The availability of the interprofessional collaborative competencies provides a useful common framework for developing interprofessional education curricula and assessment strategies and offers psychiatry educators a starting-point for the development of interprofessional learning experiences. In Table 1, we present the four interprofessional core competency domains, the corresponding general-competency statements, and examples of how psychiatry could address the domain within education. Our examples are meant to be illustrative starting-points and not a comprehensive list. Furthermore, a single learning activity can address multiple competency domains.
TABLE 1.Example Learning Activities by Interprofessional Collaborative Competency Domain
| Add to My POL
|Interprofessional Competency Domain||General-Competency Statement||Learning-Activity Examples|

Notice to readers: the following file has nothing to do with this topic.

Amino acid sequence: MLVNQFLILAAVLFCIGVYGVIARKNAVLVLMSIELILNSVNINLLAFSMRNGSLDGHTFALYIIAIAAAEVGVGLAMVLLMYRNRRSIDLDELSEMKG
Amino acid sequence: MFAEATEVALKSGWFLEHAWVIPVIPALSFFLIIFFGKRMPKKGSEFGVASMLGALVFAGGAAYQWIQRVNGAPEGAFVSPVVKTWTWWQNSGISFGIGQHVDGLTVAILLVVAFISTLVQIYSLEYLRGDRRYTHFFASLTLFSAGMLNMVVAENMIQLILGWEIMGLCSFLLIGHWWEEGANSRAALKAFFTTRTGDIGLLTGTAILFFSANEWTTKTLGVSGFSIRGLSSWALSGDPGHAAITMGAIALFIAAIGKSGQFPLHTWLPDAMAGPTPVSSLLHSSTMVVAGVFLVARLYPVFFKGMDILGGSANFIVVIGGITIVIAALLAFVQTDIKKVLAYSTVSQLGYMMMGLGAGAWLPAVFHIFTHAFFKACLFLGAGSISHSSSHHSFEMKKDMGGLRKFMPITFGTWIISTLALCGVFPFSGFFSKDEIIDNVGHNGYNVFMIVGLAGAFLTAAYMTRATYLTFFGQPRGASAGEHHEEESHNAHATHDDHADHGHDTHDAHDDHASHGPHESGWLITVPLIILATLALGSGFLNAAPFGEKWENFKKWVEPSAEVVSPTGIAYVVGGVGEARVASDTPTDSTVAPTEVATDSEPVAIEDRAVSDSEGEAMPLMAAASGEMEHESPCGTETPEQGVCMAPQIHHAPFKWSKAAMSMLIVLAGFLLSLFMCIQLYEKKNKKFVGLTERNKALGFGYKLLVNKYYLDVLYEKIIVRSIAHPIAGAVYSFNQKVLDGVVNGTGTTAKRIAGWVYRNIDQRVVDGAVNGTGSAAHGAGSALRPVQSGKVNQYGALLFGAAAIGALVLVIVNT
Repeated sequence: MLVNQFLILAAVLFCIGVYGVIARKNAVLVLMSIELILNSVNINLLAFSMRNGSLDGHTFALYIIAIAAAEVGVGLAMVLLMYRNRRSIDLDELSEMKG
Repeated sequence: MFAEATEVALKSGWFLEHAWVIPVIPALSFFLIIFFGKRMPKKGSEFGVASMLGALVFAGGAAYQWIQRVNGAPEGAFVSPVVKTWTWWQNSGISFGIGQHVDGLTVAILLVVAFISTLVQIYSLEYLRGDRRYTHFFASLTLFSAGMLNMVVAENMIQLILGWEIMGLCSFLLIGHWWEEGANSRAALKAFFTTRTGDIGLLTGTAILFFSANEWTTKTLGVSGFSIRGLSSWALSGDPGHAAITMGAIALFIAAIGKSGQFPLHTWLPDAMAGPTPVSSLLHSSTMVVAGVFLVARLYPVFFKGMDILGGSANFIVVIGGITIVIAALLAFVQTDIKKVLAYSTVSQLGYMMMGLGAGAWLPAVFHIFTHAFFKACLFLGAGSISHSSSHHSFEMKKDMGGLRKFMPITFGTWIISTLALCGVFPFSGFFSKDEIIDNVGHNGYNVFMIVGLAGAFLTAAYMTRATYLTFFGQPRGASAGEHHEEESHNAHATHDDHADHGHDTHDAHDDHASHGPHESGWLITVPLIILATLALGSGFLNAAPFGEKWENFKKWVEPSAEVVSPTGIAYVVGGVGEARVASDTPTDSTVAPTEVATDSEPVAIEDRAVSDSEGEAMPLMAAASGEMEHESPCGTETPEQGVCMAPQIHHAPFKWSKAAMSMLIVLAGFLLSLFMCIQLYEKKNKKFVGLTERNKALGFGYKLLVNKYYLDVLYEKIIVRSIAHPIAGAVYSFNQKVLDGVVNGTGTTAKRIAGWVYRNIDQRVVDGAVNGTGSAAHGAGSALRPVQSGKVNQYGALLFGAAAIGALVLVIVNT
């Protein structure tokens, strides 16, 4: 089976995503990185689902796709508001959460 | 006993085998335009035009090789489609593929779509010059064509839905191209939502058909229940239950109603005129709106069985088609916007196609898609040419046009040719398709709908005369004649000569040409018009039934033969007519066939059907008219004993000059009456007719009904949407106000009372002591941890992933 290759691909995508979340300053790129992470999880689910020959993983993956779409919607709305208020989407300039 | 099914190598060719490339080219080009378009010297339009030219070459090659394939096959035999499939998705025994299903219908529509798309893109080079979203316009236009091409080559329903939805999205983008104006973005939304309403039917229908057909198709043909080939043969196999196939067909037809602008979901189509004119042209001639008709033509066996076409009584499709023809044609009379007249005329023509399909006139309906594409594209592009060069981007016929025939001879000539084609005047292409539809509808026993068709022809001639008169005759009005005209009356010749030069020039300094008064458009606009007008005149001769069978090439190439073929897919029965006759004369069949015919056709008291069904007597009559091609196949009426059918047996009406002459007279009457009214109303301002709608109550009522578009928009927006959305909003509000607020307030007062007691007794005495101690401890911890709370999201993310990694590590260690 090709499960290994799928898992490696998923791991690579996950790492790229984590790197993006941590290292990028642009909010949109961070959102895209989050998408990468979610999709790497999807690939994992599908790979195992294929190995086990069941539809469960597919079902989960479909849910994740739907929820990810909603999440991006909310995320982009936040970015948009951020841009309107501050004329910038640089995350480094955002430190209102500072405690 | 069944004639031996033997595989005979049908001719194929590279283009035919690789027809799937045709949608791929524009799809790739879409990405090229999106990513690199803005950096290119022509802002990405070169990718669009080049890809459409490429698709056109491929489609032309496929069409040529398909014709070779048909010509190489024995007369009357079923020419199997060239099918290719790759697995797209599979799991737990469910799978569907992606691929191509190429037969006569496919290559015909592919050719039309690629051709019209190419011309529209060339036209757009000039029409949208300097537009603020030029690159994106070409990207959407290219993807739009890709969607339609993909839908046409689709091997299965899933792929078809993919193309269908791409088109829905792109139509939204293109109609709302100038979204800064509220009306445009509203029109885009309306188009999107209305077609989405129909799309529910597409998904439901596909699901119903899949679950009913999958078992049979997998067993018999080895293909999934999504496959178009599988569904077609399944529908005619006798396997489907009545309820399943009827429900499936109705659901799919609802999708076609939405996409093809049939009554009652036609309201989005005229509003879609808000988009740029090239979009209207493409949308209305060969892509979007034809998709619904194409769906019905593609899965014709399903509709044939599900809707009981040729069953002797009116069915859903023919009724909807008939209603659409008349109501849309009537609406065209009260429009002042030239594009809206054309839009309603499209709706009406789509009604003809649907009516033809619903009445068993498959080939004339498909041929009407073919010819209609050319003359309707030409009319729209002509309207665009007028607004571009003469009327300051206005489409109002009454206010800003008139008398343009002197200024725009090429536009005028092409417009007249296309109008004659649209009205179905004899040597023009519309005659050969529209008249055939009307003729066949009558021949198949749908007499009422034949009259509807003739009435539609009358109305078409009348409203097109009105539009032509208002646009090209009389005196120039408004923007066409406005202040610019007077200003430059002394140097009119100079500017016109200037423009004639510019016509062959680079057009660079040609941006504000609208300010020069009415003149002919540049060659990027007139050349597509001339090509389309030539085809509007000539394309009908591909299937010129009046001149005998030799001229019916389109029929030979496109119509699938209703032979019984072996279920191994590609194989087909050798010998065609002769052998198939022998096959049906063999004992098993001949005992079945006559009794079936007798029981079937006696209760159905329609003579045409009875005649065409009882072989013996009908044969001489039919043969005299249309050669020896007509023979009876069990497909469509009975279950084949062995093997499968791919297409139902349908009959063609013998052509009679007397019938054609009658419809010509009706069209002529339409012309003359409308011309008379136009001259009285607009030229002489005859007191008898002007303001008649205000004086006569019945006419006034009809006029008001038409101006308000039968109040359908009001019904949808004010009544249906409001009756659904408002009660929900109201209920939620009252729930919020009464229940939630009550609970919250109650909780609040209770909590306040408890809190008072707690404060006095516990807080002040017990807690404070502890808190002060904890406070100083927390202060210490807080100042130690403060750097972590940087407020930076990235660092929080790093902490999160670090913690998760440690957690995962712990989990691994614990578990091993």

|Values and Ethics for Interprofessional Practice||Work with individuals of other professions to maintain a climate of mutual respect and shared values.||Interprofessional case discussions of ethical issues in psychiatric care
Interview other mental health professionals about their role in care
Interprofessional care rounds in inpatient or outpatient settings|
|Roles/Responsibilities||Use the knowledge of one’s own role and of other professions’ roles to appropriately assess and address the healthcare needs of the patients and populations served.||Shadow other mental health professionals
Interview other mental health professionals about their role in care|
|Interprofessional Communication||Communicate with patients, families, communities, and other health professionals in a responsible manner that supports a team approach to the maintenance of health and the treatment of disease.||Interprofessional group projects:
Analyze fictional sentinel events about a psychiatric patient and provide recommendations
Simulation scenarios, such as a psychotic episode, involving team care and communication